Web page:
Stroke mortality and morbidity in United Kingdom

Chutoo, Padma (2021) Stroke mortality and morbidity in United Kingdom. Doctoral thesis, University of East Anglia.

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Stroke is a severe, debilitating, and highly prevalent disease that remains a leading cause of mortality and rising healthcare costs. In the UK, there are approximately 113,000 strokes annually (that is, one every 3 minutes 27 seconds) accounting for around 53,000 deaths (Rothwell et al., 2004). Strokes can be ischaemic or haemorrhagic. About 85% of all strokes are ischaemic and 15% are haemorrhagic (Murphy & Werring, 2020). Transient Ischaemic attack (TIA), often referred to as a “mini-stroke” is regarded as a warning sign for future strokes. The risk of premature death and disability is quite high among stroke survivors. Despite significant progress in prevention, treatments,
and rehabilitation, there is still great capacity for further improvements, which in turn could reduce the large economic burden of stroke.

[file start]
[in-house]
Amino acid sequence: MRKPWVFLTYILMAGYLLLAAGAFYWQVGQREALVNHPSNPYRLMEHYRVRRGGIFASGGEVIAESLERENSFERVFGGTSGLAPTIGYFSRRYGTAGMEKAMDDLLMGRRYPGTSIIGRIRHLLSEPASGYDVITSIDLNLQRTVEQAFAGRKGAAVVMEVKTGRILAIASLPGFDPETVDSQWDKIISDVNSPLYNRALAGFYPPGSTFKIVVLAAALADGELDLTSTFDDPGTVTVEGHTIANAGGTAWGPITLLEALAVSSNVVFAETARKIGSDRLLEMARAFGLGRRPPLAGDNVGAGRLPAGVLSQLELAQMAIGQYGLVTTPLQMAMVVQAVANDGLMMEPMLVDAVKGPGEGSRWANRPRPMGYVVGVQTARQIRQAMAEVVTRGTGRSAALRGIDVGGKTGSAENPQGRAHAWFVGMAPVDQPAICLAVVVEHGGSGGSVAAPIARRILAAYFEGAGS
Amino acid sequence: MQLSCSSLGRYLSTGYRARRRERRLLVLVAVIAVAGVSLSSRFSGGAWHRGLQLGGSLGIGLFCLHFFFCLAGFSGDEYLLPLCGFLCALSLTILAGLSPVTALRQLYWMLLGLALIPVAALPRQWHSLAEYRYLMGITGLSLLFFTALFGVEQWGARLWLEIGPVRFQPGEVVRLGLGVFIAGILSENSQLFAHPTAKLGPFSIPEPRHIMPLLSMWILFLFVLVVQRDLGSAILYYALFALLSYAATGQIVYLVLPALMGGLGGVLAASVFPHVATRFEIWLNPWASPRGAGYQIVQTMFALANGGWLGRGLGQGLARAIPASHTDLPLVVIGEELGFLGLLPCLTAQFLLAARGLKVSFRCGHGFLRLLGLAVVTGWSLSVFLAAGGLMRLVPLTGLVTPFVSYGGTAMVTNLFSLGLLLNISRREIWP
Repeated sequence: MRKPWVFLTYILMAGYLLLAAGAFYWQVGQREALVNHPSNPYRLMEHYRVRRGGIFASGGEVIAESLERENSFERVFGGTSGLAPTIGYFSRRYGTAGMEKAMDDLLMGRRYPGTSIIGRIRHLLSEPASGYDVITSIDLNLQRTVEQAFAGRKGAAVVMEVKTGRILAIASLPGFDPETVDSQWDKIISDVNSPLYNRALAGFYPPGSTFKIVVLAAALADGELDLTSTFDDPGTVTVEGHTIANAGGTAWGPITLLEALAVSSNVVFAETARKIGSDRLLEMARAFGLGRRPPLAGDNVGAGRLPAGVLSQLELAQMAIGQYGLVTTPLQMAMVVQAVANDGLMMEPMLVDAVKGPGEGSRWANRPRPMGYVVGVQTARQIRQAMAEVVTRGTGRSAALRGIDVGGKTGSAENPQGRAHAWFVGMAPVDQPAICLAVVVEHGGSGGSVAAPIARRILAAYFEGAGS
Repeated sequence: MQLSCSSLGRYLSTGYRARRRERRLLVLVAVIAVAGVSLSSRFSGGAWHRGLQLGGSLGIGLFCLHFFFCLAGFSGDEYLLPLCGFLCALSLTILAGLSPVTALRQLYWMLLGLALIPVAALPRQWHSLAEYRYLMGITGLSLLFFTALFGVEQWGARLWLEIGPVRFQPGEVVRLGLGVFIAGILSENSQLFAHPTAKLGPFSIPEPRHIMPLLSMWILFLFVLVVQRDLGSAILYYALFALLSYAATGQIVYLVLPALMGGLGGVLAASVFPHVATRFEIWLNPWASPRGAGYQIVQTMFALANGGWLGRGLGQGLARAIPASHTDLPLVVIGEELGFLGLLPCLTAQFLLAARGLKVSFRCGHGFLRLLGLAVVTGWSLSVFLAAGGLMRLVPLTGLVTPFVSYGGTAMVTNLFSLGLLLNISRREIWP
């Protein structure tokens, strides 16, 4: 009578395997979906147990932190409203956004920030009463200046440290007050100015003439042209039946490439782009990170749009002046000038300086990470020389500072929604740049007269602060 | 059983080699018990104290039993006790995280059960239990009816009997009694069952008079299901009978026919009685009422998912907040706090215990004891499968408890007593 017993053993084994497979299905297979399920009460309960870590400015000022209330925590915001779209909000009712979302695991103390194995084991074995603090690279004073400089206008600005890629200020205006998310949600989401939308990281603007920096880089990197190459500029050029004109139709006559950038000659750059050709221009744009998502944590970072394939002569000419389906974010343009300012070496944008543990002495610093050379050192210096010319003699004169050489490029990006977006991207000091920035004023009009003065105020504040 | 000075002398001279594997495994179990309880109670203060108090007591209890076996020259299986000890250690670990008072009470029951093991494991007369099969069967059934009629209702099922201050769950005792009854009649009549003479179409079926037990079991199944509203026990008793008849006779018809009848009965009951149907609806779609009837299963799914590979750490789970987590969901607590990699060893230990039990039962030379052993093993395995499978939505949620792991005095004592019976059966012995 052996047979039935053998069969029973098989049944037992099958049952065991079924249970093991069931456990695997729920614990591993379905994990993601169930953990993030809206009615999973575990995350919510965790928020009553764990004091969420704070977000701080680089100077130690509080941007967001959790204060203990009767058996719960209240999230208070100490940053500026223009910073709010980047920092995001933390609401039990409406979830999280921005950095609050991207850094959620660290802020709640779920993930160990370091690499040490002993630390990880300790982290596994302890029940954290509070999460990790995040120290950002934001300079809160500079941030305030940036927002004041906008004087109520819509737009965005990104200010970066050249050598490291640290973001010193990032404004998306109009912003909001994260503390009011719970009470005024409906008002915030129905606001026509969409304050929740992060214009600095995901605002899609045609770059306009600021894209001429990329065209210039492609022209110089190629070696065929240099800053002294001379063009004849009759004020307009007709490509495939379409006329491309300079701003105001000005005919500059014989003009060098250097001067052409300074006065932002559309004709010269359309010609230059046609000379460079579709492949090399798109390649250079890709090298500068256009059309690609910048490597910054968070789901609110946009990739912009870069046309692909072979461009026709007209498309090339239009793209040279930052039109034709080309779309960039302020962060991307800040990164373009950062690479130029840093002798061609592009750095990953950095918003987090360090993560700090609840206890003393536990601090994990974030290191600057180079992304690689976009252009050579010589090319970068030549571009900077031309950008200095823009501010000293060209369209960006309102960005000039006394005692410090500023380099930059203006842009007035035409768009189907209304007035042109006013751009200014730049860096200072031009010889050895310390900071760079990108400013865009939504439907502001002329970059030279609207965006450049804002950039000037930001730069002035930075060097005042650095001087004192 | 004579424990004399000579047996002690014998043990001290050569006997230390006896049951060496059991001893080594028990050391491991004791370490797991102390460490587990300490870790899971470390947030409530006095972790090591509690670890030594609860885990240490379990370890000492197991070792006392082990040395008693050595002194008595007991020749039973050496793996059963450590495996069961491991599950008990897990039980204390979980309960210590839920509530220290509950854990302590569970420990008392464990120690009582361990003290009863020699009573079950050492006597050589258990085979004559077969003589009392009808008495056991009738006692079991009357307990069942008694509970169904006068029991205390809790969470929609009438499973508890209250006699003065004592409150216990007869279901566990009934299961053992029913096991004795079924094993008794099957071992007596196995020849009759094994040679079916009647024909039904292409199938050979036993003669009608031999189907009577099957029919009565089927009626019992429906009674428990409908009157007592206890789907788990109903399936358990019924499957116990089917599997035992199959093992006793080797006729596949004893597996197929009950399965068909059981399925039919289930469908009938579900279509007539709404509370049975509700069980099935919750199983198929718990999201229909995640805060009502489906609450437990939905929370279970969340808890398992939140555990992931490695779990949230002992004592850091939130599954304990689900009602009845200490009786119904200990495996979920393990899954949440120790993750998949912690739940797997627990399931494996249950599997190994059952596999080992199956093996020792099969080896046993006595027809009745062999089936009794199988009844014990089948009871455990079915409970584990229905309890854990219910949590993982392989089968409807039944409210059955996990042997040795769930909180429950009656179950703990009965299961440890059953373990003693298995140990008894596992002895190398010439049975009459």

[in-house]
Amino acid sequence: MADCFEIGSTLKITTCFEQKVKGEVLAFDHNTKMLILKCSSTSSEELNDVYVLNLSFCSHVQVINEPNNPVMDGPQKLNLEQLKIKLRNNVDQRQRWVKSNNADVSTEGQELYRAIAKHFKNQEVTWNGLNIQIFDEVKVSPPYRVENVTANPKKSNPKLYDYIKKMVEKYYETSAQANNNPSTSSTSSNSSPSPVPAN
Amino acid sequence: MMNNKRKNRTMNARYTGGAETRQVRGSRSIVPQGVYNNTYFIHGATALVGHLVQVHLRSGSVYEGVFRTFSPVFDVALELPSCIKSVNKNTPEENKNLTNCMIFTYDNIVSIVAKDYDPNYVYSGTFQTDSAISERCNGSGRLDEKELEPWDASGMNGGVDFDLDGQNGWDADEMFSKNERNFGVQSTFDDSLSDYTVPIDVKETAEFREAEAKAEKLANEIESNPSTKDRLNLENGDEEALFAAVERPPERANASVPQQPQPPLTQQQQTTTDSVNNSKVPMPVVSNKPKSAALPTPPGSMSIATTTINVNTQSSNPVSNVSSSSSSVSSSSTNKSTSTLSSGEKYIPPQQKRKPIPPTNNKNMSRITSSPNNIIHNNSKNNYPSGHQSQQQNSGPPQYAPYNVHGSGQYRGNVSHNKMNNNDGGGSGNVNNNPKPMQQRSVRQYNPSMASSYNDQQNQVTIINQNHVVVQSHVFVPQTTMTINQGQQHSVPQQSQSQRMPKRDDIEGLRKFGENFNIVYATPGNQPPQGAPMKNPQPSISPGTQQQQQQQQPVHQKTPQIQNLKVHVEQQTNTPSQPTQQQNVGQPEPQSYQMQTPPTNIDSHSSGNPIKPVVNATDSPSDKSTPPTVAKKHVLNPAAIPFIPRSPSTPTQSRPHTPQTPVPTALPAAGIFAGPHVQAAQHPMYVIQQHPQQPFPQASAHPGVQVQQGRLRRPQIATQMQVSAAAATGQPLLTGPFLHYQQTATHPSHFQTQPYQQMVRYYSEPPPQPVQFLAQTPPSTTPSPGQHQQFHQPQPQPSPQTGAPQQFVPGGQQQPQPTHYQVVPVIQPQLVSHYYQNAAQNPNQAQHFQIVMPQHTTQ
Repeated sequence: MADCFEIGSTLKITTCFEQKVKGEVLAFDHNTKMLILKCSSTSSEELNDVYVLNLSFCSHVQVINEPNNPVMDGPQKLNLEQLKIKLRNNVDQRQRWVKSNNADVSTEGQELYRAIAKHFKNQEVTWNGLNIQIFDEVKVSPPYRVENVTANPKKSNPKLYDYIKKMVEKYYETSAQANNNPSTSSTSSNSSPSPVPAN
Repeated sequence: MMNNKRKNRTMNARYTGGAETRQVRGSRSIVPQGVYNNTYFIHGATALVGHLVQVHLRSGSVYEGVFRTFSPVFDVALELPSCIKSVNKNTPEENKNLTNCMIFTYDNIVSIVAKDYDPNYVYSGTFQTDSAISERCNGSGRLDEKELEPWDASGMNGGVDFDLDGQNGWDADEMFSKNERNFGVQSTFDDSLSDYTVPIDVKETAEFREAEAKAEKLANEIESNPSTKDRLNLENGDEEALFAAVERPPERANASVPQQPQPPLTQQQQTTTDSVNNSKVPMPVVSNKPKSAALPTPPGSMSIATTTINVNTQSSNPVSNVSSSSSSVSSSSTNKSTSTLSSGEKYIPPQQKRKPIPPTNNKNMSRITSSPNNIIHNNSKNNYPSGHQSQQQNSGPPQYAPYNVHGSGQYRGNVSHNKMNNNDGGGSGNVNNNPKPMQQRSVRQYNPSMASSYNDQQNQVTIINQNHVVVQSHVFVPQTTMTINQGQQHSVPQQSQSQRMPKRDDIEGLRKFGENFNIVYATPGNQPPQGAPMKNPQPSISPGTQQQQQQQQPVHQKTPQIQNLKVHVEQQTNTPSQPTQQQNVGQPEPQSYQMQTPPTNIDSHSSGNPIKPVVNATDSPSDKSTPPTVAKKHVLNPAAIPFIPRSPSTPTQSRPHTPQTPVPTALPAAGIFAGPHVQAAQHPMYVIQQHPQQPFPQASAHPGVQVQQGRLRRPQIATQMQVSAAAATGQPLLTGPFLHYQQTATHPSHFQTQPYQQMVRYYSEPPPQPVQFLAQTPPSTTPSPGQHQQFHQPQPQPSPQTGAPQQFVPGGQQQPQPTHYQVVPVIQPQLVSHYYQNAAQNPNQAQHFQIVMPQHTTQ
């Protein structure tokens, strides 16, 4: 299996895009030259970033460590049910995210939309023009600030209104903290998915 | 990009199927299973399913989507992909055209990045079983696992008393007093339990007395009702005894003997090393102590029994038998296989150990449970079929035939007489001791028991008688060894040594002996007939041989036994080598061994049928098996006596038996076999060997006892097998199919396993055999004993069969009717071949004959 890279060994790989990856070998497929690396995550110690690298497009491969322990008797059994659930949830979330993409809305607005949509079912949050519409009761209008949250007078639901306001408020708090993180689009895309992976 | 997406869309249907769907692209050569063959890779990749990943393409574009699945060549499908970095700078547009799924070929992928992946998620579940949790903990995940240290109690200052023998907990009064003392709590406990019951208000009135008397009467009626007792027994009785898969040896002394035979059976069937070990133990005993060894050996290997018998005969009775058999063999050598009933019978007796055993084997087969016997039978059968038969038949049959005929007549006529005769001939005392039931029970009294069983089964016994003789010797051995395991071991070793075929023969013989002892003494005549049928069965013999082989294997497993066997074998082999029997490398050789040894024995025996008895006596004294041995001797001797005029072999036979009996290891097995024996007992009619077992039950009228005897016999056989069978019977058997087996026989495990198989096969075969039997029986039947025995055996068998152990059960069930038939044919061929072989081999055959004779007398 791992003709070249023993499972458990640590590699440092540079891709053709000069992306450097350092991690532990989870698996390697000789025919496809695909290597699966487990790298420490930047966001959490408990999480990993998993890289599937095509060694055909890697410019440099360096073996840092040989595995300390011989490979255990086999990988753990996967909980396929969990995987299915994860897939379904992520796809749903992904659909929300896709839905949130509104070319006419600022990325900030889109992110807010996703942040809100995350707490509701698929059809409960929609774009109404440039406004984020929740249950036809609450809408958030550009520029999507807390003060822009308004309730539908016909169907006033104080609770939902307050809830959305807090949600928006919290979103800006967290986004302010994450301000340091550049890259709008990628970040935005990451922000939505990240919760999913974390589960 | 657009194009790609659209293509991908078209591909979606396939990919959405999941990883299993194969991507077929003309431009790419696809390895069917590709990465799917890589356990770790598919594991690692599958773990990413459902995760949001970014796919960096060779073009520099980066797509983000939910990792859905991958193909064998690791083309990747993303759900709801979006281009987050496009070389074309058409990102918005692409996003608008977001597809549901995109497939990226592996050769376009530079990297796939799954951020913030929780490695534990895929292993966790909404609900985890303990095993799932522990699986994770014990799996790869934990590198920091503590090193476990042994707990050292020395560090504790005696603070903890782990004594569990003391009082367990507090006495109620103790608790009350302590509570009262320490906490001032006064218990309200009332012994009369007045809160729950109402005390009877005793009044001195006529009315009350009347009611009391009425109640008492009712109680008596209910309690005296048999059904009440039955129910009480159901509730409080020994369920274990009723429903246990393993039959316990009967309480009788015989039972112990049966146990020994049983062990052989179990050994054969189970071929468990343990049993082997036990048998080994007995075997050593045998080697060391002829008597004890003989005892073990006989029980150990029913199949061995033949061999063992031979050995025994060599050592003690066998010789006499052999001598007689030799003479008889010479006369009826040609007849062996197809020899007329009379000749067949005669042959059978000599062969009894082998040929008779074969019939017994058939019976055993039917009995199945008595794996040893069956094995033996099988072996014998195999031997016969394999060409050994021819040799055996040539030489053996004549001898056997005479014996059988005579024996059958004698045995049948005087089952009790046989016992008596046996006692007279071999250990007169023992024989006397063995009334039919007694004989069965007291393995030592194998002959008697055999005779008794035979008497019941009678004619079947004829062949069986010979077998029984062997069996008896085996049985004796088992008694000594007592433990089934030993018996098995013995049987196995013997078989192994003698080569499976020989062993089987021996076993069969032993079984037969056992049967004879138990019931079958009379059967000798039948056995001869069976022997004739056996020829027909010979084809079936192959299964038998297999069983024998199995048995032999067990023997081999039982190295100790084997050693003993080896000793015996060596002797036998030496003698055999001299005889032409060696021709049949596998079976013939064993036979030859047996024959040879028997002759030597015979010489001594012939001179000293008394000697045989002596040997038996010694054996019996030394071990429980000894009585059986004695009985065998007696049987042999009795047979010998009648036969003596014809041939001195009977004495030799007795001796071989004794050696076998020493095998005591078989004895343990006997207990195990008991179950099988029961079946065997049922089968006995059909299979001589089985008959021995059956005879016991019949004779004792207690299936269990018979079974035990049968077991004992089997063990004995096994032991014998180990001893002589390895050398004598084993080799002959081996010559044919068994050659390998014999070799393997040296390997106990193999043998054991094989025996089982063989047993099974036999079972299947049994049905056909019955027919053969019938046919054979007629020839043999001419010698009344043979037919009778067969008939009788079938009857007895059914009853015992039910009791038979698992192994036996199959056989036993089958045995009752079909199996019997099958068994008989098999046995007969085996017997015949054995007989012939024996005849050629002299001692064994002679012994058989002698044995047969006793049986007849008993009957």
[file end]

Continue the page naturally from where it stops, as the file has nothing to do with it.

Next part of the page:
The aim of the research is to investigate the impact of ischaemic stroke and TIA events on the longterm survival of affected patients in the UK and to estimate the influence of various risk factors (demographical, lifestyle factors, co-morbidities, and treatments) on the hazards of all-cause mortality of stroke survivors.
Electronic medical records from 1986 to 2016 were extracted from The Health Improvement Network (THIN) database and were used to develop survival models for IS and TIA. Weibull Double-Cox models adapted from Begun et al. (2019) with frailty (random effect) term of general practices were used in modelling the survival.
The study found a much higher risk of all-cause mortality among IS survivors and TIA patients compared to their age, sex, and general practice matched controls. Moreover, in both studies, aspirin prescription was found to be associated with positive long-term survival prospects in cases and to be more effective relative to other antiplatelet treatment options. These important findings are of interest to healthcare professionals, actuaries, and other stakeholders and are beneficial for stroke sufferers.

Item Type: Thesis (Doctoral)
Faculty \ School: Faculty of Science > School of Computing Sciences
Depositing User: Nicola Veasy
Date Deposited: 30 Nov 2022 13:50
Last Modified: 30 Nov 2022 13:50


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